Mostly, the rescue takes in beagles. This is both because they are the most commonly found in need and because their current foster network is most comfortable with small dogs. Mark and I are more comfortable with large dogs, so we said we'd be happy, in the future, to take in larger hounds in need. This could be really good for local dogs and for the rescue, as they'd had to turn away some larger hounds because of lack of foster space for them. However, we're going to start with something a bit smaller, just in case it doesn't work out and the dog needs to go to another foster home (once we start taking large dogs, we won't really have any "back-up," as none of the other current foster homes are equipped for large dogs). And that's fine with me, because I am really curious to see how having a small dog in your home is different than our big beasts.

Turvey.jpgSo it looks like we'll be getting our first foster tomorrow. His name is Turvey and he's a beagle mix whose time at the county pound is just about up. As you can see, he's mixed with something else--I'm guessing either Corgi or some kind of terrier or both, based on the stumpy legs and pointy head--and he's kind of a fat little thing. The folks at the pound say he's sweet as can be and has no issues with other dogs, and he seems to be fairly young (four, maybe?) and healthy, so he should be a good adoption prospect. I'm really excited about meeting him. Once we get him bathed and acclimated and on high-quality food (and exercise) he should do just fine.

Friday.jpgThere's another possibility at the pound as well. He hasn't been in as long as Turvey, so we're taking Turvey first, but I am in love with this dog by his picture, so I am hoping we'll be able to help him as well. His name is Friday and they think he's a basset/bloodhound cross. He looks like a basset, but he's bigger and taller. Isn't he cute as hell? The shelter says he is very lazy and mellow, which would fit in well at our house. Hopefully we'll be able to pull him in the next week or two as well.

I'm excited, though a bit trepidatious, as I know next to nothing about hounds in general, and have heard mostly bad things about domestic beagles. The folks at the rescue are very supportive so far, though, and I think they'll continue to be. It's quite a small operation with very dedicated volunteers, and that's exactly the kind of thing I wanted to be involved in. So I'll keep you posted...


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Woman Making History #72: Billie Jean King


bj_king.jpgBillie Jean King was born in 1943 in California. She started playing tennis as a child on public tennis courts, and by the age of 17 (in 1961), she gained national fame as part of a team that won the women's doubles at Wimbledon.

Five years later, King won her first (of six) singles title at Wimbledon. The next year, she won the singles title at both Wimbledon and the U.S. National Championships.

As her fame grew, King became a voice for professionalism and gender equity in professional tennis, including advocating for equal prize money in men's and women's tournaments. In 1971, King became the first female athlete ever to earn more than $100,000 in prize money. When she won in the U.S. Open in 1972 and received $15,000 less payout than her male counterpart, King stated publicly that until this discrepancy was resolved, she would not continue to compete in the tournament. By the next year, the men's and women's prize pots were equal.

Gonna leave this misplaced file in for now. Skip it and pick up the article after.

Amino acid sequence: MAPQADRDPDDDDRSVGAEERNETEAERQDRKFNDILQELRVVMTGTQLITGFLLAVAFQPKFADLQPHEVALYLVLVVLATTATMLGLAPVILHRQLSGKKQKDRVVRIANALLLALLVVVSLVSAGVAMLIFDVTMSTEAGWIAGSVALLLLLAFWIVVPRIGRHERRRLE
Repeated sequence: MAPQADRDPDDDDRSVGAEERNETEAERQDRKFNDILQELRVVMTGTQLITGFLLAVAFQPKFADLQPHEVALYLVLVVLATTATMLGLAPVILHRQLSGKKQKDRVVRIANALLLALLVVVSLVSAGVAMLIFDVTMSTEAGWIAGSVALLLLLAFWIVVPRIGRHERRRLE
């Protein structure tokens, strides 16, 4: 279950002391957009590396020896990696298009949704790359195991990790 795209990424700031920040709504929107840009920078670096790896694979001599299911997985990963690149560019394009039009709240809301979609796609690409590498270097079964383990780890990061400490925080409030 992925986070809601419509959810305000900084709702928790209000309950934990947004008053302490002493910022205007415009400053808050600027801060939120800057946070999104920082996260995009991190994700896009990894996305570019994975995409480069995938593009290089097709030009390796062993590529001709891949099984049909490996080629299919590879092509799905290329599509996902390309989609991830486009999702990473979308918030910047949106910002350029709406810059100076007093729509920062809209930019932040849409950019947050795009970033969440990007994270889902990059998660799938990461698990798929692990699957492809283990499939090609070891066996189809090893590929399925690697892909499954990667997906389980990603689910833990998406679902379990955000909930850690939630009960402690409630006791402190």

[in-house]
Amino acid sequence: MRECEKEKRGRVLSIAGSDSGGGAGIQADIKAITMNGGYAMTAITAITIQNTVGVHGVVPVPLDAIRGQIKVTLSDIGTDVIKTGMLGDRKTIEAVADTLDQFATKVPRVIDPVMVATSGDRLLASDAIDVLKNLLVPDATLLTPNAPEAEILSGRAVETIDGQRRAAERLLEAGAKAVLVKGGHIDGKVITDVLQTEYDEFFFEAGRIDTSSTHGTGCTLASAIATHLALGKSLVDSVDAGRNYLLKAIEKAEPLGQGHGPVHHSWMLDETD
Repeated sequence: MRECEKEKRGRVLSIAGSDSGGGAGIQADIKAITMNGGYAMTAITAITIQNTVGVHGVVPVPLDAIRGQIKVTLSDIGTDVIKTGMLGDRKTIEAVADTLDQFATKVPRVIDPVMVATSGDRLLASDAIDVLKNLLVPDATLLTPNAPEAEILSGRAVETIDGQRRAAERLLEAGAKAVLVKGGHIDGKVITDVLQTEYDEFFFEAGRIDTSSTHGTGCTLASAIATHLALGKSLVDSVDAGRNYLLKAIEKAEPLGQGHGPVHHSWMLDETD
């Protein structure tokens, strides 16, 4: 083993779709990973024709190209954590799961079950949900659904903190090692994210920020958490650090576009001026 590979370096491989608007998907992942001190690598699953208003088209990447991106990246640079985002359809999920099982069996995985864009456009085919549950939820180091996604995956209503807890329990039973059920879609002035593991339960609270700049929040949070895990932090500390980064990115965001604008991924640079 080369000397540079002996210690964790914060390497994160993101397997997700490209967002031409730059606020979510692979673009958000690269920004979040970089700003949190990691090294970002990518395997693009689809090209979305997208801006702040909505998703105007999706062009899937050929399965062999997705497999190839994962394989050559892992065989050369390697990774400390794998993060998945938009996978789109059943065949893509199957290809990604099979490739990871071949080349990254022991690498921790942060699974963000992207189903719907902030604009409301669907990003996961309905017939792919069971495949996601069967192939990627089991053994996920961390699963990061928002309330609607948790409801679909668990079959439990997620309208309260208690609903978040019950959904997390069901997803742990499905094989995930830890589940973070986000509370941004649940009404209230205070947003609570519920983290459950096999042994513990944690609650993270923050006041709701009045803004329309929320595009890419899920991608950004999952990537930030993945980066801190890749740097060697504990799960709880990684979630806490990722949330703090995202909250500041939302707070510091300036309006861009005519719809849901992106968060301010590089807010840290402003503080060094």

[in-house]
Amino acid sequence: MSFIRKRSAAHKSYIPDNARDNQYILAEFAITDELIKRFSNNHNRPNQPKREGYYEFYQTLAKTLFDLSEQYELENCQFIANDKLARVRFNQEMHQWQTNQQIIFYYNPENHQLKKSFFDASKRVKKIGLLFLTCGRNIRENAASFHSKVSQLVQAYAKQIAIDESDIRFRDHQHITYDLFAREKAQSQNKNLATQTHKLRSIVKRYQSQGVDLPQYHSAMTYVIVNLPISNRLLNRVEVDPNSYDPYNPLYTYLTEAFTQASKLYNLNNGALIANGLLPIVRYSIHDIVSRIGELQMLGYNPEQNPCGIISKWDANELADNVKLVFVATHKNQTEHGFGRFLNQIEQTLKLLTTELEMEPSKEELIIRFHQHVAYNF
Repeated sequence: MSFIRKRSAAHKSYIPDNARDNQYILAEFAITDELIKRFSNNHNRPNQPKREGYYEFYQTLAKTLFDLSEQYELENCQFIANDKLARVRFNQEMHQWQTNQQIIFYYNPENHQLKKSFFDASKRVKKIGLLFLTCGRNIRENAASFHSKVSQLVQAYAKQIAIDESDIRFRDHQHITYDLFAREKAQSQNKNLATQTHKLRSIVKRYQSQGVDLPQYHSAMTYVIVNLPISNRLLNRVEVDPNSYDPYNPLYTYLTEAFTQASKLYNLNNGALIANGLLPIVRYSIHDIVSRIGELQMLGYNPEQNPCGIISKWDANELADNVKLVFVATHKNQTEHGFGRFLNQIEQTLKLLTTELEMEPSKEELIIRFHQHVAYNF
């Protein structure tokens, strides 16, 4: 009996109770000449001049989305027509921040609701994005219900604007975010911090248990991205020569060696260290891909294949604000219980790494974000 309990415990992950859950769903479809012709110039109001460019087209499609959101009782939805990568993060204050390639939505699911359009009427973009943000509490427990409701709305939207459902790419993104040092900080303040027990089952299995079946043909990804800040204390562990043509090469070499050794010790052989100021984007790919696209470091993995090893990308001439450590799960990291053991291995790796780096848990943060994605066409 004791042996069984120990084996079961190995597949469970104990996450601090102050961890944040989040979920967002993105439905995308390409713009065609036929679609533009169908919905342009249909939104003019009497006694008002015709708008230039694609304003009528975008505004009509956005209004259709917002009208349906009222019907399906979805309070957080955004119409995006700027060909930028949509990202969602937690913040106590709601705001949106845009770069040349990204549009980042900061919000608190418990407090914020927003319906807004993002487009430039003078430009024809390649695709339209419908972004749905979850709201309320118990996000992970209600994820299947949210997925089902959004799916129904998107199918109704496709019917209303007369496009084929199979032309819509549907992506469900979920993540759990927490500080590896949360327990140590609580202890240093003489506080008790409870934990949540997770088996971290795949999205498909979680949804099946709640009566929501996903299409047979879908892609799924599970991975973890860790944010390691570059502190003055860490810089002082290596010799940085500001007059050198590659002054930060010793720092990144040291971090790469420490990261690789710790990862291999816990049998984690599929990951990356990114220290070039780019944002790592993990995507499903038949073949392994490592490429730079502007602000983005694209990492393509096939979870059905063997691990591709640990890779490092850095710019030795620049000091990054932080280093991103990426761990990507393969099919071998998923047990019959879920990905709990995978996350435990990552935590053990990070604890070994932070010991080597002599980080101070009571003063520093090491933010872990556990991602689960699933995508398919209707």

Perhaps King's best known accomplishment, though probably not her greatest, in 1973 King beat 55 year-old former men's professional tennis player Bobby Riggs in a showcase match. Dubbed "The Battle of the Sexes," the match brought a whole new level of public interest to women's professional tennis.

King served as the first president of the women tennis player's union, the Women's Tennis Association. She co-founded WomenSports Magazine and started the Women's Sports Foundation. When she retired from professional tennis, King had won a record 20 titles at Wimbledon, including six singles, ten women's doubles, and four mixed doubles. Her career prize money totaled over $1.5 million. In 1972, she was the first woman and first tennis player ever to be named Sports Illustrated Sportsperson of the Year.

In the 1990s, King became the coach of the U.S. Fed Cup Team and the women's Olympics tennis squad.

In her personal life, King was the first professional athlete to openly admit having a same-sex relationship. In 2001, she received an award from GLAAD for "furthering the visibility and inclusion of the community in her work."


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Book round-up


I've been doing a lot of reading and audiobook listening lately, and haven't posted about much of it. I don't really feel like doing full reviews, but here are some briefs:

double_crossed.jpgDouble Crossed: Uncovering the Catholic Church's Betrayal of American Nuns
by Kenneth Briggs
Doubleday, 2006

This is an interesting little book about the post-Vatican II changes in the lives of American nuns, the ways in which many orders changed and wished to change, and the barriers that were put in their way by Catholic officials. It's all very interesting stuff to me, as I know almost nothing about Catholicism. I wanted more information about the specifics of the nuns lives in and outside convents, but I suppose that would be already known by most people interested in this book. Another interesting thing it went into was the retirement problem American nuns are facing--there are not nearly enough young working nuns to support all of the elderly retired nuns. In part this is due to lack of interest in entering the convent in recent decades, and in part it's due to the pittance nuns have traditionally been paid for their work. I had never even considered how nuns are funded (or not funded, as seems to be the case), so that was really interesting. All in all, this is a quick and fascinating read.